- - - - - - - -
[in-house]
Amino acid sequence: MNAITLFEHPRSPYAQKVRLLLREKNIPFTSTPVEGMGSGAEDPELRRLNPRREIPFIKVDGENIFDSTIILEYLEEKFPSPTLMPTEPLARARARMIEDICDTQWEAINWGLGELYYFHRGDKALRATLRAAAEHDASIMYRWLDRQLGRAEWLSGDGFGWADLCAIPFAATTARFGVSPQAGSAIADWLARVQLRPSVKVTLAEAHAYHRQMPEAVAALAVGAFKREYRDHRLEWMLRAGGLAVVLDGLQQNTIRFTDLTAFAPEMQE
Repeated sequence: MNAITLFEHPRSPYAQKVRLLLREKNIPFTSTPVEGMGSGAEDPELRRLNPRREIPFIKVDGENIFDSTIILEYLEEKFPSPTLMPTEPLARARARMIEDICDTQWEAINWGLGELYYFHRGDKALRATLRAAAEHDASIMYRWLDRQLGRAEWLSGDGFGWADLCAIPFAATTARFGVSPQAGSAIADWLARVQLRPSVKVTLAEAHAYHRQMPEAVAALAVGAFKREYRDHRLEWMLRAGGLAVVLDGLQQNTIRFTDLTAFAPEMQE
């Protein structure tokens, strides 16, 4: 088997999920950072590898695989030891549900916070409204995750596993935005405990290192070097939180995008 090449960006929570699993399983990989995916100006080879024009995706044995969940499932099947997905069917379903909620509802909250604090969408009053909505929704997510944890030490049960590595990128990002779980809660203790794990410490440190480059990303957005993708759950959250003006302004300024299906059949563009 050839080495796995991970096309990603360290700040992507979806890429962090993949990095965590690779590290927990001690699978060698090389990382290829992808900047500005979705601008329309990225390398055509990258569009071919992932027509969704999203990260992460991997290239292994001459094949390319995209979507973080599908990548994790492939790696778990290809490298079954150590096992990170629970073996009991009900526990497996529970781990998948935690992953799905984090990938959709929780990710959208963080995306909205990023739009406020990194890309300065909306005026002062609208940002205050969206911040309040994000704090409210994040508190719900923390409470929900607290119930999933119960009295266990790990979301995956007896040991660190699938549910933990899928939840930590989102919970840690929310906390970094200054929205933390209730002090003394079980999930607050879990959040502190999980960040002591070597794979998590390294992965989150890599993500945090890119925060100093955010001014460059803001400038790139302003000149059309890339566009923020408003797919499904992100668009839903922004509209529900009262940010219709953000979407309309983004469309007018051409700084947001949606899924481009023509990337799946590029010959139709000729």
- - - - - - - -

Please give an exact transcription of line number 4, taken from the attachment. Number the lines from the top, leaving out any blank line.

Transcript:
């Protein structure tokens, strides 16, 4: 088997999920950072590898695989030891549900916070409204995750596993935005405990290192070097939180995008 090449960006929570699993399983990989995916100006080879024009995706044995969940499932099947997905069917379903909620509802909250604090969408009053909505929704997510944890030490049960590595990128990002779980809660203790794990410490440190480059990303957005993708759950959250003006302004300024299906059949563009 050839080495796995991970096309990603360290700040992507979806890429962090993949990095965590690779590290927990001690699978060698090389990382290829992808900047500005979705601008329309990225390398055509990258569009071919992932027509969704999203990260992460991997290239292994001459094949390319995209979507973080599908990548994790492939790696778990290809490298079954150590096992990170629970073996009991009900526990497996529970781990998948935690992953799905984090990938959709929780990710959208963080995306909205990023739009406020990194890309300065909306005026002062609208940002205050969206911040309040994000704090409210994040508190719900923390409470929900607290119930999933119960009295266990790990979301995956007896040991660190699938549910933990899928939840930590989102919970840690929310906390970094200054929205933390209730002090003394079980999930607050879990959040502190999980960040002591070597794979998590390294992965989150890599993500945090890119925060100093955010001014460059803001400038790139302003000149059309890339566009923020408003797919499904992100668009839903922004509209529900009262940010219709953000979407309309983004469309007018051409700084947001949606899924481009023509990337799946590029010959139709000729």